Wildlife Wednesday: Animal Romance

In honor of Valentine's Day, today's Wildlife Wednesday post is great article by Roger Di Silvestro and Ernest Thompson Seton entitled Valentines Day: A Holiday for Real Animals. Check out a sample here, and then make sure to click through to the National Wildlife Federation's full article for more fun!

Elk, Photo Courtesy of Wiki Commons
from Wildlife Promise

Dressing Up

Going out on a Valentine’s Day date? Chances are you’ll dress up to look top-notch for the one you’re courting. Similarly, nature gussies up many of her species for courtship purposes.

Consider the antlers of buck deer or bull elk or the mating plumage of male songbirds, ducks and peafowl. All of these points are important to attracting a mate, plus they can scare off competitors. Like a pricey power suit, bright plumage, antlers, bright spots on a bird’s bill or a lizard’s throat, say to potential mates, “Look at me and be awed. I’m strong and healthy enough to put energy into growing these doodads. I’m powerful and skilled.”

More generally, species-specific colors and appendages—a robin’s red breast, or a male mountain gorilla’s silver back—say, “Make no mistake about it, I’m a member of such and such gender, and I’m a dazzling example of our species, so what’s not to like?”

Gorilla, Photo Courtesy of Wiki Commons
Individual members of many animal species learn from infancy that appearance is important. In fact, through a process called imprinting, individuals come to identify with the look of the creatures that raise them, which usually means their parents and ensures that they seek mates and companions from their own species. But you can take a newborn animal and mess with its head: Austrian zoologist Konrad Lorenz once raised a rook (a European member of the crow family) so that it became imprinted on him; as an adult the rook, interested in mating, tried to stuff worms into Lorenz’s ears as part of a (misdirected) courtship feeding ritual.

Rook, Photo Courtesy of Wiki Commons
Bearing Gifts

Valentine’s Day is a prime gift-giving holiday, part merchandizing ploy and part courtship. But giving gifts to prospective or actual mates is not uniquely human.

Bonobo (a.k.a. pygmy chimpanzee) males sometimes offer fruit to females with which they want to mate. Many male spiders present dead insects to prospective mates, in part to keep the indiscriminately predatory females from eating the suitors. In some spider species, males wrap an insect gift in silk webbing so the female will be preoccupied with unwrapping it, further enhancing the males’ odds of escaping the mating process alive. (The males of at least one spider species give females just a wad of empty silk—ladies beware).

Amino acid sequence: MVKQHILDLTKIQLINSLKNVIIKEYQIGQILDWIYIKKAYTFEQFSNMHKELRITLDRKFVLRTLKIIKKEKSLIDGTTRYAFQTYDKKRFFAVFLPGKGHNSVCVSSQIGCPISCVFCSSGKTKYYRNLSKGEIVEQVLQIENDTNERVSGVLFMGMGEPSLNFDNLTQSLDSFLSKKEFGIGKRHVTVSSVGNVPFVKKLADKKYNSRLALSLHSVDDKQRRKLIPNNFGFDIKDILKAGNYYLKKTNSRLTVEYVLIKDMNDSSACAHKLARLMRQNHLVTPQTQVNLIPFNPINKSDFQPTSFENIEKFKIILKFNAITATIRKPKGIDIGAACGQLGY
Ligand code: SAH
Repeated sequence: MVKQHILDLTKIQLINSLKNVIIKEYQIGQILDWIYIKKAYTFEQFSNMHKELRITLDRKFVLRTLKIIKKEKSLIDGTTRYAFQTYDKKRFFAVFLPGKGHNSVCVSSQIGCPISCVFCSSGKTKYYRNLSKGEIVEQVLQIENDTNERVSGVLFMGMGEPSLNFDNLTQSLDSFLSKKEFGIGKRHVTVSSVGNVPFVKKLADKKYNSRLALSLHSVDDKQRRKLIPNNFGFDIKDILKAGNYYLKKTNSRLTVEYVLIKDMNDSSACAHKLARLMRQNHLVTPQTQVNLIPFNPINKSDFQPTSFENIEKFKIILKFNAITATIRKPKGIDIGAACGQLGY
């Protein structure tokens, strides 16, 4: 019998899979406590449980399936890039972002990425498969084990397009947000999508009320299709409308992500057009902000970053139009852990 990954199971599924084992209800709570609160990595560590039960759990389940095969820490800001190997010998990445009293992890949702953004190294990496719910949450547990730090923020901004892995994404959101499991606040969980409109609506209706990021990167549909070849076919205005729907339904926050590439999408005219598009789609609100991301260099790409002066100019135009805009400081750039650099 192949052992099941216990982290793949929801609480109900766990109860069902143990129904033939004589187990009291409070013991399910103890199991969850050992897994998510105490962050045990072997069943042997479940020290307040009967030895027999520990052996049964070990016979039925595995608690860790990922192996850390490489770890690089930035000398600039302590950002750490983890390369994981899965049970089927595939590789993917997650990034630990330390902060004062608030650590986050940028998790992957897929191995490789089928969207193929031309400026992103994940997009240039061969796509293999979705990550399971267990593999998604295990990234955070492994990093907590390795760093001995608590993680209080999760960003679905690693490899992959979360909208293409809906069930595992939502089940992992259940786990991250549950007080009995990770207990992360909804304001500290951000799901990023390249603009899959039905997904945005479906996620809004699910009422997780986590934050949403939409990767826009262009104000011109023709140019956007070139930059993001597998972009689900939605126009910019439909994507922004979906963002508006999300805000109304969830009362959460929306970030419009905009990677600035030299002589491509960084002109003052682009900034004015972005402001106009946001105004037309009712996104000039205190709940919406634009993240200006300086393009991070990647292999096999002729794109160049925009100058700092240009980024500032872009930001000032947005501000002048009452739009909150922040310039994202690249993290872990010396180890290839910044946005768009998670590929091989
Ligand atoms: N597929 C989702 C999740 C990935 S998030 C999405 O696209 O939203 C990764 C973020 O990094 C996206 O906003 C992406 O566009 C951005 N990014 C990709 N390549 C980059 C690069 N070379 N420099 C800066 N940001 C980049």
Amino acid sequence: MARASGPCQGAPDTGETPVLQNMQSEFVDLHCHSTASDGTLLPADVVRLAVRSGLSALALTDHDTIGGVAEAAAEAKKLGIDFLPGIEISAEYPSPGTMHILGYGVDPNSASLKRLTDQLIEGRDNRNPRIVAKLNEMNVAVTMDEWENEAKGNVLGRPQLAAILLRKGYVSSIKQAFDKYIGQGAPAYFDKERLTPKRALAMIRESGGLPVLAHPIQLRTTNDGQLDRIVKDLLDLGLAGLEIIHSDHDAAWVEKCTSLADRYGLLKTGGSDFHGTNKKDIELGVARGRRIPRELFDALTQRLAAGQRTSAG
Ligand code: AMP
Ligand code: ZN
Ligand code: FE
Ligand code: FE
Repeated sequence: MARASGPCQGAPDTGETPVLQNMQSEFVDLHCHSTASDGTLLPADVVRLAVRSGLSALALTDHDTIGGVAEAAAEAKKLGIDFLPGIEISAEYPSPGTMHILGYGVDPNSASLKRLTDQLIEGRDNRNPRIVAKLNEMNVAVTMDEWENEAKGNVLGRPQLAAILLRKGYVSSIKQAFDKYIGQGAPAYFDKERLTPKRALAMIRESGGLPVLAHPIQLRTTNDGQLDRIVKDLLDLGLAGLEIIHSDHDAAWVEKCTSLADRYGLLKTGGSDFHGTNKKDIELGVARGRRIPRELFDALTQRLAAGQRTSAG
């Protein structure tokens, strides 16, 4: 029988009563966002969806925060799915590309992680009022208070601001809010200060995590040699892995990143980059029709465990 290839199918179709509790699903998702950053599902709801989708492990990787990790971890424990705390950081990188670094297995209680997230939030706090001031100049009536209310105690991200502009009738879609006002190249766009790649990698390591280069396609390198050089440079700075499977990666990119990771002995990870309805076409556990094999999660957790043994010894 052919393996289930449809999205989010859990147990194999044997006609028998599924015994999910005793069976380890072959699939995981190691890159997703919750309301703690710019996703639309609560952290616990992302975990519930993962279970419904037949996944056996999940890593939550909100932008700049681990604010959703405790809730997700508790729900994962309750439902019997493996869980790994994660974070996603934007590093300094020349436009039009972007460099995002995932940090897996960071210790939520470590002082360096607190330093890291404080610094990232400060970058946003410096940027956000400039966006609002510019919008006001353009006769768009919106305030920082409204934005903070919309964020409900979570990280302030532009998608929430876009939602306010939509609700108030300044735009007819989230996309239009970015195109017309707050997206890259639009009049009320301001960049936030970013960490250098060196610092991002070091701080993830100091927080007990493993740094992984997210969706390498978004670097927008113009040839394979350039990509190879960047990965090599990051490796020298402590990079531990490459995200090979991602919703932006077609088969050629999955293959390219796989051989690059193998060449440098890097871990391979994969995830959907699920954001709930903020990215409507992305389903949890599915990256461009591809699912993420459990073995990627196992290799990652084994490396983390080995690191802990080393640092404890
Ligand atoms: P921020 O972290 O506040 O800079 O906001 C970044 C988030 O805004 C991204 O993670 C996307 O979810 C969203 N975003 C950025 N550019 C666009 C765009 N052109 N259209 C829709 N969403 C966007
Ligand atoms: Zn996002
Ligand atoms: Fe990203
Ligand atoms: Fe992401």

Bonobo, Photo Courtesy of Wiki Commons
Some male birds are champion gift givers, offering complete nests to females. The bowerbird of Australia and New Guinea is a famed example, the male building elaborate nests decorated with small, often shiny objects that attract female attention. As with gaudy plumage, the nest tells females, “Hey, I’m a male in excellent physical condition, otherwise I wouldn’t be able to gather all these bits of bone, shell, fruit et cetera so I can offer you this delightful house with a rain-forest view.”

Bowerbird, Photo Courtesy of Wiki Commons
Among red-winged blackbirds, the males that lay claim to the best nesting sites get females first. In European storks, the legendary bearers of babies, the nest is a really potent gift. The birds mate for life, but their fidelity is to the nest, not the mate. Male and female return yearly to the same nest—not to each other—which has the effect of making them mates for life.

Red-Winged Blackbird, Photo Courtesy of Wiki Commons
May I Have This Dance?

Birds, like this peacock, commonly use their feathers for challenging rivals and attracting mates... Dancing occurs in most human cultures. In some cases, men and women even perform separate, gender-specific dances they watch one another do, the perfect chance to get a measure of one another’s physical fitness. Birds are riding that bandwagon, too...

Peacock, Photo Courtesy of Wiki Commons
(Wanna keep reading? Visit the National Wildlife Federation's website for the conclusion of this article: Valentine's Day: A Holiday for Real Animals)

Thanks so much for tuning in to my weekly Wildlife Wednesday series, and make sure to tune in next week for my answer to a nature-related "Ask a Zookeeper" question!

Hope you had a wonderful Valentine's Day, everyone!